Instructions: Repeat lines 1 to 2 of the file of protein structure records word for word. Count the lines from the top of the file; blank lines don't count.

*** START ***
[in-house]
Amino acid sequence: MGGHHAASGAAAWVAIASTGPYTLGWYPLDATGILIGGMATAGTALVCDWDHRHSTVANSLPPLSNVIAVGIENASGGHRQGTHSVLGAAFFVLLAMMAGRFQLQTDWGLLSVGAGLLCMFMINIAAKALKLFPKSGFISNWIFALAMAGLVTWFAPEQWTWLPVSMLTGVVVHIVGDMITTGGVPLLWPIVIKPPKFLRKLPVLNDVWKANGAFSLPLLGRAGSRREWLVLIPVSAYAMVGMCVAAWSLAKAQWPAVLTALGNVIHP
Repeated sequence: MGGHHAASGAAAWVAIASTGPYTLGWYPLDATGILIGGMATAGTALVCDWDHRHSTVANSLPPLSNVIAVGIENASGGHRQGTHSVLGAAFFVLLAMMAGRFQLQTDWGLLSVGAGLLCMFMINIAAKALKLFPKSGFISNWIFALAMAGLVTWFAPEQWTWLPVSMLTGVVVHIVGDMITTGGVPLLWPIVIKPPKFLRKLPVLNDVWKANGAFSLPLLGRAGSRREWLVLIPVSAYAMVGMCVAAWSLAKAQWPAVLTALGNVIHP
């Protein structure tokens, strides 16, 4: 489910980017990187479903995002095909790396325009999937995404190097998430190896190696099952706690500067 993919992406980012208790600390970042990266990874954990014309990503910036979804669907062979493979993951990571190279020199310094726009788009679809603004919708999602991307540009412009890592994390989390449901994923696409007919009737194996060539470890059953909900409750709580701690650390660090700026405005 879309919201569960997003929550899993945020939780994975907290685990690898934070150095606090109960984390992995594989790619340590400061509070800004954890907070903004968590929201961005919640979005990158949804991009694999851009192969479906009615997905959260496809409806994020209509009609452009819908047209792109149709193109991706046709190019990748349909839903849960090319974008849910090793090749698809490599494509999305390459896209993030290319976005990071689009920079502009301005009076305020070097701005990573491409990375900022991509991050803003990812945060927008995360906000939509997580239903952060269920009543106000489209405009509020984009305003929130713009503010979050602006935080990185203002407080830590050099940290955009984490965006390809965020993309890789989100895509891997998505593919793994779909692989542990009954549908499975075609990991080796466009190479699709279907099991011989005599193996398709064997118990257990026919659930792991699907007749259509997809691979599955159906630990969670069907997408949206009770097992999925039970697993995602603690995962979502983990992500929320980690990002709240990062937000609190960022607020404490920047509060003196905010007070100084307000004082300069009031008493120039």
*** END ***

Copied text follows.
[in-house]
Amino acid sequence: MGGHHAASGAAAWVAIASTGPYTLGWYPLDATGILIGGMATAGTALVCDWDHRHSTVANSLPPLSNVIAVGIENASGGHRQGTHSVLGAAFFVLLAMMAGRFQLQTDWGLLSVGAGLLCMFMINIAAKALKLFPKSGFISNWIFALAMAGLVTWFAPEQWTWLPVSMLTGVVVHIVGDMITTGGVPLLWPIVIKPPKFLRKLPVLNDVWKANGAFSLPLLGRAGSRREWLVLIPVSAYAMVGMCVAAWSLAKAQWPAVLTALGNVIHP